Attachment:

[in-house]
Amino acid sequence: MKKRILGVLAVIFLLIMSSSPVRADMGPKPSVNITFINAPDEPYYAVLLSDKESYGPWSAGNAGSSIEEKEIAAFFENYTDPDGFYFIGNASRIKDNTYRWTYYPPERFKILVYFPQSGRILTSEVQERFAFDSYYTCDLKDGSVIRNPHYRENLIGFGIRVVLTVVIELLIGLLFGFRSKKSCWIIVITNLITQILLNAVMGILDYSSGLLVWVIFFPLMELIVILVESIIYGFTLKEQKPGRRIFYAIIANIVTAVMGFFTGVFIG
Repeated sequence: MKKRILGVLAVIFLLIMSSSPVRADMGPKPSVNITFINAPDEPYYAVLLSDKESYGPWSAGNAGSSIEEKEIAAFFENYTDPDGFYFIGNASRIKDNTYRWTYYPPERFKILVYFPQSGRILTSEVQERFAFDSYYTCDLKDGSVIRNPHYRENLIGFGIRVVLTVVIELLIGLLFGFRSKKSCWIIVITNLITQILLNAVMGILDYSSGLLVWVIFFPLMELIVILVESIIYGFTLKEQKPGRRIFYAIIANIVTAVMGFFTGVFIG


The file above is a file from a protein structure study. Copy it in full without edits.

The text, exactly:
[in-house]
Amino acid sequence: MKKRILGVLAVIFLLIMSSSPVRADMGPKPSVNITFINAPDEPYYAVLLSDKESYGPWSAGNAGSSIEEKEIAAFFENYTDPDGFYFIGNASRIKDNTYRWTYYPPERFKILVYFPQSGRILTSEVQERFAFDSYYTCDLKDGSVIRNPHYRENLIGFGIRVVLTVVIELLIGLLFGFRSKKSCWIIVITNLITQILLNAVMGILDYSSGLLVWVIFFPLMELIVILVESIIYGFTLKEQKPGRRIFYAIIANIVTAVMGFFTGVFIG
Repeated sequence: MKKRILGVLAVIFLLIMSSSPVRADMGPKPSVNITFINAPDEPYYAVLLSDKESYGPWSAGNAGSSIEEKEIAAFFENYTDPDGFYFIGNASRIKDNTYRWTYYPPERFKILVYFPQSGRILTSEVQERFAFDSYYTCDLKDGSVIRNPHYRENLIGFGIRVVLTVVIELLIGLLFGFRSKKSCWIIVITNLITQILLNAVMGILDYSSGLLVWVIFFPLMELIVILVESIIYGFTLKEQKPGRRIFYAIIANIVTAVMGFFTGVFIG